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Fast Films

New insulators will save us from the “dirty little secret” that threatens Moore’s law

11 min read
A cross-sectional glimpse of an IBM chip’s eight levels of copper wires.
A scanning electron microscope gives a cross-sectional glimpse of an IBM chip’s eight levels of copper wires (pink) and low- k insulation (dark blue). At bottom are some transistors on the silicon-on-insulator substrate (light blue).
Image: IBM

So Far, so good. Semiconductor makers have been on a roll for three decades, shrinking transistors to improve chip performance—and their bottom line. Today, state-of-the-art chips have transistors roughly a micrometer in overall length; dozens of them could perch on top of a human red blood cell. But this very success has brought the chipmakers to the brink of a steep, new obstacle to further gains in performance.

At the crux of the problem are the tiny metal wires that weave the transistors on today’s chips into integrated circuits. In the most advanced ICs, transistors switch up to 10 billion times a second, and their metal interconnects can barely keep up. The narrower the wire, the longer it takes a signal to propagate along it. And each new generation of chips only makes matters worse: while interconnect delay times are stretching out, transistor switching is getting faster, sending more signals down slow lines.

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Paying Tribute to 1997 IEEE President Charles K. Alexander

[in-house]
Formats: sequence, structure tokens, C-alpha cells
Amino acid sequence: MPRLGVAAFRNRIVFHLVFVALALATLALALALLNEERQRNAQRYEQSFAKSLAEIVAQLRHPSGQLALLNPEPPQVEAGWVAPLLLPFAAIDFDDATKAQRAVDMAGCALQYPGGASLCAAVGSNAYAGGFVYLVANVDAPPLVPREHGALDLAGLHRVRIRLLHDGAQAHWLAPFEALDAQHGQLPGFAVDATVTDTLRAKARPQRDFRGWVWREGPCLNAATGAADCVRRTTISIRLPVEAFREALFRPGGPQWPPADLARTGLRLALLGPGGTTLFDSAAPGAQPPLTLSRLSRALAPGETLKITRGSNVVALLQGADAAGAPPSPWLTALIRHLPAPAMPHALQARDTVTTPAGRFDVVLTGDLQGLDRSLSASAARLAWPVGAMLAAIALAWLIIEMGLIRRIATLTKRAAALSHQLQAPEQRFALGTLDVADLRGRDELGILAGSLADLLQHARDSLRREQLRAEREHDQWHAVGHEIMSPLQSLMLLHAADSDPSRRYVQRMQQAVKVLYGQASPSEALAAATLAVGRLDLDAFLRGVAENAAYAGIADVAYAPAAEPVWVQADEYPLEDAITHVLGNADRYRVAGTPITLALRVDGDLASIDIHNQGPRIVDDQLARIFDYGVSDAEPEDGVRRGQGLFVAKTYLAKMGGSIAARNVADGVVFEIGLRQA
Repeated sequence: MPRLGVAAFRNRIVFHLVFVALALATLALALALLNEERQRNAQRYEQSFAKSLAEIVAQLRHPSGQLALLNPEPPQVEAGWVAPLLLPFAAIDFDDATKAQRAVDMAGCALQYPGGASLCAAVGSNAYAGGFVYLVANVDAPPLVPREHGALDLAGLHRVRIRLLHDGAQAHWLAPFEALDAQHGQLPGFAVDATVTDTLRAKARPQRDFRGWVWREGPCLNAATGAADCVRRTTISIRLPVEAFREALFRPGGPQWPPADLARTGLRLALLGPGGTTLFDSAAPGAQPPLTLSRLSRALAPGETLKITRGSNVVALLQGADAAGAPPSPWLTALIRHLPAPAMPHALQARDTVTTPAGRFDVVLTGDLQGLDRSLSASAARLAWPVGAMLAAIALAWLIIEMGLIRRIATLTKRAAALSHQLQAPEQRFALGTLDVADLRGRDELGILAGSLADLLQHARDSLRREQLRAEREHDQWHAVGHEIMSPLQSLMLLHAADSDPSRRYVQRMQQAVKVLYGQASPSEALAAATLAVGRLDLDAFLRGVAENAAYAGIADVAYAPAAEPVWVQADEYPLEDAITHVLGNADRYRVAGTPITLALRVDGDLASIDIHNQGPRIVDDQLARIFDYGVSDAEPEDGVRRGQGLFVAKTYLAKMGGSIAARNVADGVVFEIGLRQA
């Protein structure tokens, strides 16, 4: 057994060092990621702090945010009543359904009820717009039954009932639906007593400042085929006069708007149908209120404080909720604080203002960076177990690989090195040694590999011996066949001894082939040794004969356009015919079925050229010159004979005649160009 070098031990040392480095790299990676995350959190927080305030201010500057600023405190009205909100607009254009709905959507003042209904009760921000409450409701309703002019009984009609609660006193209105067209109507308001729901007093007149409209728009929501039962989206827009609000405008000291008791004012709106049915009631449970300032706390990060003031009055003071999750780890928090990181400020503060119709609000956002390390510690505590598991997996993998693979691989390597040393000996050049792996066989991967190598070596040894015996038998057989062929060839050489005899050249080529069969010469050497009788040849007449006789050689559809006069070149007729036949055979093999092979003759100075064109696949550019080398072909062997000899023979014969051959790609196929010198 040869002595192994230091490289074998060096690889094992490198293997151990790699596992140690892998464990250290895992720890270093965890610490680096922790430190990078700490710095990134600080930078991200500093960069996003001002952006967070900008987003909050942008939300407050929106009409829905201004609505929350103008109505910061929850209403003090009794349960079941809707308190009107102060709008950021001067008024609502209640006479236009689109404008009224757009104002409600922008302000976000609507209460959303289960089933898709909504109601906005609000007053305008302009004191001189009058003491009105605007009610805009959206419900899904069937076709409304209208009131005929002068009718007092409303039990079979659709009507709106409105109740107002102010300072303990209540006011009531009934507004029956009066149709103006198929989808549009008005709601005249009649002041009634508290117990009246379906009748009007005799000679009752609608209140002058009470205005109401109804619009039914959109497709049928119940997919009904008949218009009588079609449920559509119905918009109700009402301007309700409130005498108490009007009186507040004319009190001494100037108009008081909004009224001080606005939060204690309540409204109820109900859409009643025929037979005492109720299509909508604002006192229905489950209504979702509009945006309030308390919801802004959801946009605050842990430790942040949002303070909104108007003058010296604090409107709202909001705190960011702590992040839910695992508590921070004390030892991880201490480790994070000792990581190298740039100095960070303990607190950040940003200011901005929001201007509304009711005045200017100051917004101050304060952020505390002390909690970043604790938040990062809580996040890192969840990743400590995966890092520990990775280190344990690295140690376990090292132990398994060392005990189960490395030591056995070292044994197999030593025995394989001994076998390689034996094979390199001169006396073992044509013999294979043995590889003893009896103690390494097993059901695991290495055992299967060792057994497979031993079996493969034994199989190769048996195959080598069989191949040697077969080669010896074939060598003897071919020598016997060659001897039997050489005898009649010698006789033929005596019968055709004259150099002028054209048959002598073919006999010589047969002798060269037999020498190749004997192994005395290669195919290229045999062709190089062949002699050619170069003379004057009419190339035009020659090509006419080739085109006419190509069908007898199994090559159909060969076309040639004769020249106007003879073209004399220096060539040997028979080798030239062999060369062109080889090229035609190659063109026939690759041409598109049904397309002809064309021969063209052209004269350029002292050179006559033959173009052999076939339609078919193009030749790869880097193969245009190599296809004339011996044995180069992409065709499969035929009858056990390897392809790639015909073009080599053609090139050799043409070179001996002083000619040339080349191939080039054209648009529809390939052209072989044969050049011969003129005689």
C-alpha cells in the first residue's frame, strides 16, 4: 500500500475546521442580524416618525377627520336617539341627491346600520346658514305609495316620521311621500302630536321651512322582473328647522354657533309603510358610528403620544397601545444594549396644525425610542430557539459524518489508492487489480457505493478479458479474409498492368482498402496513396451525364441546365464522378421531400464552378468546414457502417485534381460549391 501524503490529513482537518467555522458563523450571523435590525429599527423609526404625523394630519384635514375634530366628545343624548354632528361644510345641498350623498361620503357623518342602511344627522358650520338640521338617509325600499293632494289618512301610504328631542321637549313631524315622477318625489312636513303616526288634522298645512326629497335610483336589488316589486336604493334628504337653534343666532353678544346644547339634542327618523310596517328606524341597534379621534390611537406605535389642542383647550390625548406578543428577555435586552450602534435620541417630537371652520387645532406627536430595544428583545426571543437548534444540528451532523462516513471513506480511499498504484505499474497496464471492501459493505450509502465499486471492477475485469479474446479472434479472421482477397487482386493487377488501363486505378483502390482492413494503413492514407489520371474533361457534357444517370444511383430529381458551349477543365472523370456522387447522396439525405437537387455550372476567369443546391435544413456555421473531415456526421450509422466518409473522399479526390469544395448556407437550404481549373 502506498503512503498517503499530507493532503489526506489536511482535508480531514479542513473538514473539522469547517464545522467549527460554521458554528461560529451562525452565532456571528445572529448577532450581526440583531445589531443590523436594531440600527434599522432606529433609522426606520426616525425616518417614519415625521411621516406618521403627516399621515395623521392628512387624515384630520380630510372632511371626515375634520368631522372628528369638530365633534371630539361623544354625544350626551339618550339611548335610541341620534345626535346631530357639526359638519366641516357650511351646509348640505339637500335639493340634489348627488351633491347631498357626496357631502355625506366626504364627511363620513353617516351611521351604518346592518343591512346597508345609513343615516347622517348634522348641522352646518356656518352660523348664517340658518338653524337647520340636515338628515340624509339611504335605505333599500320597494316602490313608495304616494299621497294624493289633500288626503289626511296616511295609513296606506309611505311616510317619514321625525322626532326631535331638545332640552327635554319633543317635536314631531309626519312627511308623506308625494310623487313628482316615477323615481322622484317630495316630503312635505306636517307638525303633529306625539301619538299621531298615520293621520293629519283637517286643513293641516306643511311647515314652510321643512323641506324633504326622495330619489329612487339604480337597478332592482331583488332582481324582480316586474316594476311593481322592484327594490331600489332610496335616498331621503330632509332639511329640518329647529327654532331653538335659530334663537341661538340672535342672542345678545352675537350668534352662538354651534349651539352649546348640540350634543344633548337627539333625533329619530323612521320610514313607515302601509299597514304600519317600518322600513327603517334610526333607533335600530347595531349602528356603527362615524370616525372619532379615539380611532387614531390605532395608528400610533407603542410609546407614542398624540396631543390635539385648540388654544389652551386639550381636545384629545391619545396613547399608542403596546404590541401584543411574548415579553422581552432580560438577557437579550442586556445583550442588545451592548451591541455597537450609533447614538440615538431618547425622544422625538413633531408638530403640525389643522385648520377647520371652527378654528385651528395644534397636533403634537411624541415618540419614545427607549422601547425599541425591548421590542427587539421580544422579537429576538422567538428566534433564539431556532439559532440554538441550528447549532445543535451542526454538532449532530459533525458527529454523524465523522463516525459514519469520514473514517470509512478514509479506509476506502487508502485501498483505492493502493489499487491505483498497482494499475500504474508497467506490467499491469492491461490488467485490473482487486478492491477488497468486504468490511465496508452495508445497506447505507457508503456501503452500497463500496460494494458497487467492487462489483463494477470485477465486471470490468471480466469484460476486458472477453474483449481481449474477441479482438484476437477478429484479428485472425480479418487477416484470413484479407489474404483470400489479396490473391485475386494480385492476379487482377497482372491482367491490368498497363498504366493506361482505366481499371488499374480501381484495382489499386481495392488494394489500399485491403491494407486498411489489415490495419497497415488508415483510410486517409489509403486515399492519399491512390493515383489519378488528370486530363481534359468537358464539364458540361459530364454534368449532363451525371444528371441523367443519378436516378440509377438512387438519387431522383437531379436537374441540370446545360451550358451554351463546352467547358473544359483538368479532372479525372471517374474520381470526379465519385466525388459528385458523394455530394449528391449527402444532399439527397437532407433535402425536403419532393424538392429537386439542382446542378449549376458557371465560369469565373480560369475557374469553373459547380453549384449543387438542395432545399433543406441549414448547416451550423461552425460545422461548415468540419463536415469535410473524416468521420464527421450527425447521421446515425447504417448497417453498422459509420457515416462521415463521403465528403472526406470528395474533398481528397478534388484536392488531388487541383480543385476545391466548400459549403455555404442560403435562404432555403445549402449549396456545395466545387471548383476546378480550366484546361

The Life Fellow was a professor at Cleveland State University

4 min read
portrait of man smiling against a light background
The Alexander Family

Charles K. Alexander, 1997 IEEE president, died on 17 October at the age of 79.

The active volunteer held many high-level positions throughout the organization, including 1991–1992 IEEE Region 2 director. He was also the 1993 vice president of the IEEE United States Activities Board (now IEEE-USA).

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Robot Learns Human Trick for Not Falling Over

Humanoid limbs are useful for more than just manipulation

3 min read
A black and white humanoid robot with a malfunctioning leg supports itself with one arm against a wall

This article is part of our exclusive IEEE Journal Watch series in partnership with IEEE Xplore.

Humanoid robots are a lot more capable than they used to be, but for most of them, falling over is still borderline catastrophic. Understandably, the focus has been on getting humanoid robots to succeed at things as opposed to getting robots to tolerate (or recover from) failing at things, but sometimes, failure is inevitable because stuff happens that’s outside your control. Earthquakes, accidentally clumsy grad students, tornadoes, deliberately malicious grad students—the list goes on.

When humans lose their balance, the go-to strategy is a highly effective one: use whatever happens to be nearby to keep from falling over. While for humans this approach is instinctive, it’s a hard problem for robots, involving perception, semantic understanding, motion planning, and careful force control, all executed under aggressive time constraints. In a paper published earlier this year in IEEE Robotics and Automation Letters, researchers at Inria in France show some early work getting a TALOS humanoid robot to use a nearby wall to successfully keep itself from taking a tumble.

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Fourth Generation Digitizers With Easy-to-Use API

Learn about the latest generation high-performance data acquisition boards from Teledyne

1 min read

In this webinar, we explain the design principles and operation of our fourth-generation digitizers with a focus on the application programming interface (API).

Register now for this free webinar!

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